I got in a bit of a tiff over this one. It bills itself as six episodes, but the episodes are about 45 minutes long, so, technically, it is a 12-run show. But there is no intermission and it’s not a movie, so it goes down as six parts, making it short run. (I get into odd arguments.)
This is a very good looking show for an alternate universe approach. It is a 2005 idea of a 1930s approach to the future (in this case, the year 2000), but you have funny little quirks. We have hover cars, but radio is still king. It’s futuristic, but with an Art Deco feel. The maiden voyage of a new train brings out all the media, but none of them have video cameras. And, most importantly, science can overcome any and all of man’s ills.
The world is under attack by a strange alien race, bent on world domination (stop me if you’ve heard this before, OK?) But the human race is confused and perplexed, not knowing what any of this is all about or what it ultimately means.
From out of the mists of confusion steps Billy Kimura. Boy genius and heir to the Kimura Industries conglomerate, he thinks he has a grip on what is going down. But he has a rival. The equally smart, equally annoying, equally arrogant Penny Carter. He graduated from MIT at age 11 but is nowhere near as financially well off as Billy.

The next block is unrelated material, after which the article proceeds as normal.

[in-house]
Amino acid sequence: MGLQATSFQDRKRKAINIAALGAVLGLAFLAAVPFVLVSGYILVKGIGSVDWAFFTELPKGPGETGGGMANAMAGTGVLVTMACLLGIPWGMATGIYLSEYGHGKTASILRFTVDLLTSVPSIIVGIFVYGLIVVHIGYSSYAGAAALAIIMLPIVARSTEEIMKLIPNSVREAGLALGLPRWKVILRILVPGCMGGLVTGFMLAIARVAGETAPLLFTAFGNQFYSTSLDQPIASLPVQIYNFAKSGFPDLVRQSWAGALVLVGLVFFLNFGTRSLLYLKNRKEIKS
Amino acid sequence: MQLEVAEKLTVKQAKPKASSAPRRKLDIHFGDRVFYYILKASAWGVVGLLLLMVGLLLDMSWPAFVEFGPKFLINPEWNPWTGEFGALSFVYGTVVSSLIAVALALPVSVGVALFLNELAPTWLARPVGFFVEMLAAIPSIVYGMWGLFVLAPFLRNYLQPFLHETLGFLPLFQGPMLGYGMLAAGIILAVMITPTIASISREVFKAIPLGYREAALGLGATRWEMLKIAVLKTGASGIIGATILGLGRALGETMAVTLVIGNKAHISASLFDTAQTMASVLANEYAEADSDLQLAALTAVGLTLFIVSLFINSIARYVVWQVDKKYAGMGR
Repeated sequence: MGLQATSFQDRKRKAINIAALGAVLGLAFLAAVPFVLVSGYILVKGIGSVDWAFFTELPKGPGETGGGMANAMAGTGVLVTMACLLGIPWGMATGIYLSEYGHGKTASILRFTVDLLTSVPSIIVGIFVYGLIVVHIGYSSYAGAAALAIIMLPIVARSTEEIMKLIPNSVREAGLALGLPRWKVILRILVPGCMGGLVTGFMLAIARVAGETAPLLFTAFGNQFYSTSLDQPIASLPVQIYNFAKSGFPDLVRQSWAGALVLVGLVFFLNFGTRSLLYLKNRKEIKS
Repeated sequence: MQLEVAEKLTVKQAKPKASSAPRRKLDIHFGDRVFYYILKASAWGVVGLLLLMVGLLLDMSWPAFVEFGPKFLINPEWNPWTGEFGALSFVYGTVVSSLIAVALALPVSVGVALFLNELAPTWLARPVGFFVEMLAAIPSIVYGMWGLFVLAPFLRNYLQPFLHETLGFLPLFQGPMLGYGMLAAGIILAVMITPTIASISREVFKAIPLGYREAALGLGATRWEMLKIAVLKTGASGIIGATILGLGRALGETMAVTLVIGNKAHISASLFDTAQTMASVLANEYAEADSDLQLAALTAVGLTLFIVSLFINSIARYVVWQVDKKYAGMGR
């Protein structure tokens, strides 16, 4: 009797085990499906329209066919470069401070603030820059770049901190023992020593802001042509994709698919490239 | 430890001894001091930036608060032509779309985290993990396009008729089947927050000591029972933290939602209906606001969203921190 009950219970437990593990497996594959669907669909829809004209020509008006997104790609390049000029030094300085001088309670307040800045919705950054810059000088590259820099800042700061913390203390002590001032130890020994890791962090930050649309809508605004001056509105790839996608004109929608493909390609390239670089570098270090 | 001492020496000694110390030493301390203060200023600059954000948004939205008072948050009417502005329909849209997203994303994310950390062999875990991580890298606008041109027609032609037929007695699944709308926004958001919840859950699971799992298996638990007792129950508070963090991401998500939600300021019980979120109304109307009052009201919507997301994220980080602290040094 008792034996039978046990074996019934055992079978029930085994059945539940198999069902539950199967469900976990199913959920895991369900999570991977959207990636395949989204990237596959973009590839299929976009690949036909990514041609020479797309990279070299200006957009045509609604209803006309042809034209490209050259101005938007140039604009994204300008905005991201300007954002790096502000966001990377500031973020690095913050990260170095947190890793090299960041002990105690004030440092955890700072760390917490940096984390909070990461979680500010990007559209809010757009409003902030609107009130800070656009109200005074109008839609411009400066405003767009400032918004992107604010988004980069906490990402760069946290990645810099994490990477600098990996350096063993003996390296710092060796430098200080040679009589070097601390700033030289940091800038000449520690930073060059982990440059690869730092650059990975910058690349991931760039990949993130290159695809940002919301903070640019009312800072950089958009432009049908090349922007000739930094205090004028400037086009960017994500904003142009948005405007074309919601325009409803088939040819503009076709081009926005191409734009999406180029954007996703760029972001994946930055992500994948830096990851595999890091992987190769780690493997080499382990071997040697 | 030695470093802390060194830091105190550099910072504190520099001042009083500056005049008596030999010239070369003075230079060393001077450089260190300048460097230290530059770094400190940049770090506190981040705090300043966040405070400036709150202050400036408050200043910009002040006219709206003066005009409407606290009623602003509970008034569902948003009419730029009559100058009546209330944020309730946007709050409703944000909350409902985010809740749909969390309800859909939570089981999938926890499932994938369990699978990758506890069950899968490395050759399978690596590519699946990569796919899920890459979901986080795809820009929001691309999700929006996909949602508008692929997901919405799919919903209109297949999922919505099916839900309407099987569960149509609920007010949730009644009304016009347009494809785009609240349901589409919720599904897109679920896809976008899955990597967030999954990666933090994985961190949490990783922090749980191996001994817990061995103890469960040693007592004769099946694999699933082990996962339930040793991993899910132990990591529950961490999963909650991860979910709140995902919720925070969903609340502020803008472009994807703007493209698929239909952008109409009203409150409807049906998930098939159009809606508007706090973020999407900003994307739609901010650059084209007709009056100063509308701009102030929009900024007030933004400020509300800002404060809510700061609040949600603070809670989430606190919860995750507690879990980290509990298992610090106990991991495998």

Aside from them playing a version of “Can You Top This?” all the time as to who is smarter, they are both in love with Lotta Brest (I am NOT kidding; that is her name. Too bad Emely, Lotta’s tutor, isn’t named that. Emely certain has what Lotta wants.)
Together, these three have to piece together the puzzle that will allow them to defeat the space aliens, who will stop at nothing to achieve their dreams at the demise of humans! (Insert organ sting here).